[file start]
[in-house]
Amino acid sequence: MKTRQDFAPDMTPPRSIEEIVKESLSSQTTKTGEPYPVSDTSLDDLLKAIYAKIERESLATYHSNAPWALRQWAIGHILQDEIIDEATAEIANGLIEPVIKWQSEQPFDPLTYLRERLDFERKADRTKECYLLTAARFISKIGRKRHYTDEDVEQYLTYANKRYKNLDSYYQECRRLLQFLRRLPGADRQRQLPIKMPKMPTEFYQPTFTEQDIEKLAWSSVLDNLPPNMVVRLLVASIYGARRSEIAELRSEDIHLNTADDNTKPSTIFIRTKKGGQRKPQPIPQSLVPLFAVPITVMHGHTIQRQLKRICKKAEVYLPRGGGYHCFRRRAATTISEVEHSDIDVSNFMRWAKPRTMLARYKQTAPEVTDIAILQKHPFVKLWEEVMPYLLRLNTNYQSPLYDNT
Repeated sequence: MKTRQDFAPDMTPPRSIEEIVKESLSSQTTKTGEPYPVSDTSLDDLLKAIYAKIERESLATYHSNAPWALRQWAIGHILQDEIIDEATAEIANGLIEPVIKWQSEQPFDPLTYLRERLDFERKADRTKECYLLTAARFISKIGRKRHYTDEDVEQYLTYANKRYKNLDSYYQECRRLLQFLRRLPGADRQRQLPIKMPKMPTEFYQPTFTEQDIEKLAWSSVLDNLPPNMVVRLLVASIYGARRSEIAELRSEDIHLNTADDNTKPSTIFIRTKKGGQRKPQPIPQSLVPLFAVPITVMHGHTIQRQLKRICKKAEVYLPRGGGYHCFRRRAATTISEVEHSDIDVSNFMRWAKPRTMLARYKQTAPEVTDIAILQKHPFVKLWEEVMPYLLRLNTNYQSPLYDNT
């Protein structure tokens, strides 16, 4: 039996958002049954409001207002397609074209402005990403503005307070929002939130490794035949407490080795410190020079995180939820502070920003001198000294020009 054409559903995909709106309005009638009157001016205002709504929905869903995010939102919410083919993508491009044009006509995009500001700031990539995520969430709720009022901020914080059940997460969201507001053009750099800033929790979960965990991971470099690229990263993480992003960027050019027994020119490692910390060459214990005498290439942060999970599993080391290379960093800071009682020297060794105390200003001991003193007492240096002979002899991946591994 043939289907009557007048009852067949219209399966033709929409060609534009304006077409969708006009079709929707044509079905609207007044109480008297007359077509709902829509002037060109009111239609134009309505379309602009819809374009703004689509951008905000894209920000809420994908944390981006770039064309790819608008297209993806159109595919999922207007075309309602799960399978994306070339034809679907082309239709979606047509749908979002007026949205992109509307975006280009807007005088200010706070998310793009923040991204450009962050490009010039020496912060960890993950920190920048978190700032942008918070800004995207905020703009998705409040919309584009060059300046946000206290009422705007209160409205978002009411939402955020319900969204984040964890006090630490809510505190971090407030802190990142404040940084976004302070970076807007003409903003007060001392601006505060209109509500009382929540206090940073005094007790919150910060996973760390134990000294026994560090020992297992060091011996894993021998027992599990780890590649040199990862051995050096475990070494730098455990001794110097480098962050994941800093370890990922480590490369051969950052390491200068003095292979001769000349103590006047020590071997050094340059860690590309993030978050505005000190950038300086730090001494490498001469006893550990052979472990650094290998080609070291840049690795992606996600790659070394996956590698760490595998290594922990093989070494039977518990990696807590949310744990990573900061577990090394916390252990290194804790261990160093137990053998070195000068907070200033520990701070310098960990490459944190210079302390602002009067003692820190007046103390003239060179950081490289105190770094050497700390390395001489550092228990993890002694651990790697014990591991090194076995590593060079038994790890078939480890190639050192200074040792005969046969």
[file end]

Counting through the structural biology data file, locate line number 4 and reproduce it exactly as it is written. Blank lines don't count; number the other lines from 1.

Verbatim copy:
């Protein structure tokens, strides 16, 4: 039996958002049954409001207002397609074209402005990403503005307070929002939130490794035949407490080795410190020079995180939820502070920003001198000294020009 054409559903995909709106309005009638009157001016205002709504929905869903995010939102919410083919993508491009044009006509995009500001700031990539995520969430709720009022901020914080059940997460969201507001053009750099800033929790979960965990991971470099690229990263993480992003960027050019027994020119490692910390060459214990005498290439942060999970599993080391290379960093800071009682020297060794105390200003001991003193007492240096002979002899991946591994 043939289907009557007048009852067949219209399966033709929409060609534009304006077409969708006009079709929707044509079905609207007044109480008297007359077509709902829509002037060109009111239609134009309505379309602009819809374009703004689509951008905000894209920000809420994908944390981006770039064309790819608008297209993806159109595919999922207007075309309602799960399978994306070339034809679907082309239709979606047509749908979002007026949205992109509307975006280009807007005088200010706070998310793009923040991204450009962050490009010039020496912060960890993950920190920048978190700032942008918070800004995207905020703009998705409040919309584009060059300046946000206290009422705007209160409205978002009411939402955020319900969204984040964890006090630490809510505190971090407030802190990142404040940084976004302070970076807007003409903003007060001392601006505060209109509500009382929540206090940073005094007790919150910060996973760390134990000294026994560090020992297992060091011996894993021998027992599990780890590649040199990862051995050096475990070494730098455990001794110097480098962050994941800093370890990922480590490369051969950052390491200068003095292979001769000349103590006047020590071997050094340059860690590309993030978050505005000190950038300086730090001494490498001469006893550990052979472990650094290998080609070291840049690795992606996600790659070394996956590698760490595998290594922990093989070494039977518990990696807590949310744990990573900061577990090394916390252990290194804790261990160093137990053998070195000068907070200033520990701070310098960990490459944190210079302390602002009067003692820190007046103390003239060179950081490289105190770094050497700390390395001489550092228990993890002694651990790697014990591991090194076995590593060079038994790890078939480890190639050192200074040792005969046969």